Shoppers will soon no longer be given the option of carrying out their items in light-weight plastic bags at retail establishments in Santa Monica.
The City Council voted 4-0 Jan. 25 to approve an amended ordinance banning retail outlets from distributing single-use plastic bags to customers and providing free paper carry out bags. Grocery stores and pharmacies are given the option of providing recycled paper carry out bags at a cost of 10 cents each to customers who do not bring reusable bags, with the revenue retained by the stores.
The law, which is slated to be enforced beginning in September, provides an exemption to restaurants only for the use of plastic bags to transport take-out foods and liquids. Plastic product bags such as those used for bagging produce or meat products are not included in the law.
City staff said the ordinance is intended to significantly reduce the environmental impacts related to single-use plastic and paper carry out bags, while encouraging a shift toward reusable bags. The Santa Monica approval comes after the county Board of Supervisors approved a plastic bag ban in unincorporated county areas, and as several other California cities are pursuing similar measures.
Environmental groups, including Santa Monica-based Heal the Bay, backed the city’s ban arguing that California cities spend nearly $25 million each year to collect and dispose of plastic bag waste. Less than 5 percent of plastic shopping bags are recycled each year statewide, with the remainder potentially clogging landfill, creating litter and posing a danger to animal life when the bags enter waterways, according to Heal the Bay.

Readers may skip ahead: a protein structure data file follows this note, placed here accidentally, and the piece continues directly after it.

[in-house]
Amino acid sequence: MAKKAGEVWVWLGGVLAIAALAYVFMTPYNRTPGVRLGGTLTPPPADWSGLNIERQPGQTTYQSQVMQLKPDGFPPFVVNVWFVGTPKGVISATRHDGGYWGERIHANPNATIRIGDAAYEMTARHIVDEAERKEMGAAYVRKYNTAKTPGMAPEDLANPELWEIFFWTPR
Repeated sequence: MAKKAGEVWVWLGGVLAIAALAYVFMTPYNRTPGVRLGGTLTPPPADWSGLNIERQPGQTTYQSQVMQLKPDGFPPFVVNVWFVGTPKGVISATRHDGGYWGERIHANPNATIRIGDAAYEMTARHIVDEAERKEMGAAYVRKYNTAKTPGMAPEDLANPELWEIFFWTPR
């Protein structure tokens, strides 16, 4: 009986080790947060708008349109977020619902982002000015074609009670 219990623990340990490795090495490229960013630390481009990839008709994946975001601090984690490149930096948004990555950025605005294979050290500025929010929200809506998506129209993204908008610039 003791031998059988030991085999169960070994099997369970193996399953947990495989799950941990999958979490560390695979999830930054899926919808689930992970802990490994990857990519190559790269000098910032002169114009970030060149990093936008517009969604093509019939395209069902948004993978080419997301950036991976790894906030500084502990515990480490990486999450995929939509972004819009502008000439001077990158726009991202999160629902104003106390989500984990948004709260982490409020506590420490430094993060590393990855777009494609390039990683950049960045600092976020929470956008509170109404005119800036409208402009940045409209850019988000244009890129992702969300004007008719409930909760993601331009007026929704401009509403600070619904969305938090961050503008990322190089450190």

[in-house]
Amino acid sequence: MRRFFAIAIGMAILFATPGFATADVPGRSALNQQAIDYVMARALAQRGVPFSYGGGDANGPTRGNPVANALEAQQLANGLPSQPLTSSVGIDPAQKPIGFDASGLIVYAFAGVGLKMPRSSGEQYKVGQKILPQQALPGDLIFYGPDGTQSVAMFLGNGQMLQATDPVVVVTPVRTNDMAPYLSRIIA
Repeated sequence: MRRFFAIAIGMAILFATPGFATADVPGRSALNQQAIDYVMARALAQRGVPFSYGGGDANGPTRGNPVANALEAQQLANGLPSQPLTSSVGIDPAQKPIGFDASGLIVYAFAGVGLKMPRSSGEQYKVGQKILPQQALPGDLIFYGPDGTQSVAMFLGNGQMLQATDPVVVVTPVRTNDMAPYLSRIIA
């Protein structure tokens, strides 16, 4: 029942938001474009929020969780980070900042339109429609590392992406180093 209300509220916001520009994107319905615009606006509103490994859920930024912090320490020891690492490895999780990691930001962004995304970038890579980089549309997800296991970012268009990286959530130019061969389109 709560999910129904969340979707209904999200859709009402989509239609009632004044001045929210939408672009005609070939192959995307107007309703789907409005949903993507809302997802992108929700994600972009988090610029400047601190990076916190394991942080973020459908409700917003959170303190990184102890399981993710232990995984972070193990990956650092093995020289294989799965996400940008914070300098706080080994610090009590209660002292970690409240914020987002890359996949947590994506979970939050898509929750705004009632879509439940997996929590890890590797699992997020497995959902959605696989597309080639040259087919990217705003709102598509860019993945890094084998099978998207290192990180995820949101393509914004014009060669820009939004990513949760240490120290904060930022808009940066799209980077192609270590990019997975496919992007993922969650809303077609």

“I’m very glad you made the amendment and made it abundantly clear that you are moving forward with an environmental ban that is going to protect public health,” Mark Gold, president of Heal the Bay, told the council prior to its vote.
A number of speakers, several using reusable bags as props, urged the City Council to enact the ban against single-use plastic bags more than two years after the city first considered the law. The council had chosen to postpone the effort to conduct a full environmental review after receiving threats of a legal challenge.
“I’m very honored and proud that Santa Monica is once again taking a strong stand for the environment,” resident Jerry Rubin said.
Some local neighborhood councils in Los Angeles, including the Mar Vista Community Council, have called on that city to follow Santa Monica’s lead by adopting a bag ban of its own.
“I’m very excited about what you’re doing and the fact that you are leading on this issue,” Sherri Akers, co-chair of the Mar Vista council’s Green Committee, told Santa Monica council members.
An attorney for the Save the Plastic Bag Coalition said the coalition has argued that paper bags are worse for the environment than plastic bags, but commended the Santa Monica council for making changes to the ordinance, such as permitting restaurants to use plastic bags for take-out food.
Noting that Santa Monica is not the first city in the state to enact such an ordinance, City Councilman Kevin McKeown said the process took longer than expected in order to ensure that the ban could withstand legal challenge.
“What I think we will do tonight is pass an ordinance that will stand up in court,” he said.
Mayor Richard Bloom echoed his colleague’s sentiments.
“Would we have liked to have done it sooner, you bet. But we’ve got an ordinance that we think will hold up to legal challenge here, and that’s the critical thing,” he said.
Mayor Pro-Tem Gleam Davis said she believes the approval of the plastic bag ban is the beginning and not the end of the education campaign. City leaders need to be enthusiastic about spreading the word regarding reusable bags and work to become advocates for the new law, she said.
The city Office of Sustainability and the Environment, which has the primary responsibility for enforcing the law, plans to conduct workshops and other outreach to provide assistance to retailers affected by the ordinance. Office staff will also conduct a campaign to inform the public about the ban and encourage people to bring reusable bags to stores.